Review by Sean Palmerston; Concert photos by Albert Mansour
Veteran hard rockers Deep Purple are either insane or still some of the hardest working musicians in show business – there is no other explanation to describe their decision to tour Canada coast to coast in February. Even the most grizzled tour dogs usually avoid going nationwide in our frozen home and native land, but with its members now well into their sixties the quintet stopped down in my current hometown, Hamilton ON, for an early week show on Monday, February 13th that was nearly halfway through their Canadian only tour.
For most of the Southern Ontario tour dates Purple was supported by Hamilton’s own Monster Truck, a local Hammer city quartet making waves as of late with their infectious hard boogie rock style. Fronted by bassist Jon Harvey of long lost local cult heroes Hoosier Poet, I desperately wanted to see them get to play at their city’s premier live venue before a large crowd, but unfortunately by the time I got there at 8:05 PM – the venue’s website said the show started at 8 – they were finishing up their last song. Colour me unimpressed.
It was less than thirty minutes later when the lights went down again for the evening’s main act. With a massive banner behind them and enough stage lighting to sufficiently showcase any arena show, Deep Purple slowly worked themselves into the night’s opening song, “Highway Star”. With one of the world’s greatest rhythm sections (Ian Paice and Roger Glover) already locked in groove within seconds of them hitting the stage, it was almost offsetting to see vocalist Ian Gillan slowly make his way to the front of the stage. Even the last time I saw them, at Toronto’s Massey Hall back in 2004, Gillan was a ball of energy, so this nonchalant edging to the front seemed odd. A closer inspection showed that the vocalist was wearing a cleverly disguised black leg brace/cast on his right leg. He must have injured himself recently, possibly even on this tour, but being a consummate professional of course the tour must go on. He was hobbling, but his performance was unaffected by the injury all night.
After an excellent building opener, the band really caught their groove with “Hard Loving Man,” which featured a great organ solo by “new guy” Don Airey. I say that in jest, of course, since he has now been with the band for over ten years since Jon Lord’s retirement. The former Ozzy keyboardist seemed much more comfortable than previous times I have seen him with the band, switching all night between organ, Mini Moog and synthesizers with ease.The band kept steamrolling through some of their most loved songs: “Maybe I’m A Leo,” Strange Kind Of Woman,” “Woman from Tokyo” before guitarist Steve Morse took center stage for a solo.
Leading the band into the NASA-inspired instrumental “Contact Lost”, Morse took complete control to showcase just how talented he is. While I had felt at previous Purple performances that he sometimes went too far off course from what Purple was all about with his guitar histrionics, this time out Morse seemed far more concerned with maintaining a fine line between being an all out guitar hero and playing with the band. His beautifully executed solo came out into one of this line-up’s signature tunes, the bluesy “When A Blind Man Cries”. It is honestly one of my least favourite Deep Purple songs of all-time, but this was about as nicely as I have heard it played so I won’t complain.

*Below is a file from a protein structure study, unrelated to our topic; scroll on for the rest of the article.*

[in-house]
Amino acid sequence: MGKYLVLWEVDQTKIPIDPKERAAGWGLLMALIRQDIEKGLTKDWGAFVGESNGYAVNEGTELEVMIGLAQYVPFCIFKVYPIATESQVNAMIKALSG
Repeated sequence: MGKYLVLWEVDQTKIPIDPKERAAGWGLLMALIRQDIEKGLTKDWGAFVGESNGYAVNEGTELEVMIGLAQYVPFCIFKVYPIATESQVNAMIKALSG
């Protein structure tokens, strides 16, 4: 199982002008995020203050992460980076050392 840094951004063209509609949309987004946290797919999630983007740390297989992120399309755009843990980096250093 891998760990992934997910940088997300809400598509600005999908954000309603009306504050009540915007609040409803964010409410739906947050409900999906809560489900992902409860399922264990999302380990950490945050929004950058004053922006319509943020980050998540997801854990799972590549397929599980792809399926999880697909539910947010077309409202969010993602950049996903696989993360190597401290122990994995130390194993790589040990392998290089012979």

Hamilton was really treated to an exceptional show for a Monday night. The performance continued with a great version of “Lazy” that was preceded by a nice Airey organ solo, followed by “No One Came” and then an exceptional longer keyboard solo that incorporated part of Ozzy’s “Mr. Crowley”, our national anthem “Oh Canada” and some nicely played Mozart that had the crowd up and on their feet in ovation just before the band ended the set on a high note with the triple shot of “Perfect Strangers”, “Space Truckin” and “Smoke On The Water” all in a row made sure that everyone stayed up and on their feet from front to back.
After a quick trip offstage, the packed auditorium had them back out in no time for an encore. It was neat to see them play their big psychedelic sixties hit “Hush” – the only song of the night recorded before the classic Mark II line-up commenced. Ian Paice might be the only member left that played on the original track, but they did a fantastic job with it and had the crowd dancing and clapping, which was nice to see. Roger Glover then took an unexpectedly fun bass solo before they headed into the last song of the night, “Black Night”. This is the song that Purple used to encore with back in their heyday of 1972/73 and it was a fitting song to end what was the best Deep Purple show this writer has ever had the pleasure to see.
Hard to believe too that, when it was done, it was only an eleven minute walk home to my house. Thanks for playing my city. Come back anytime!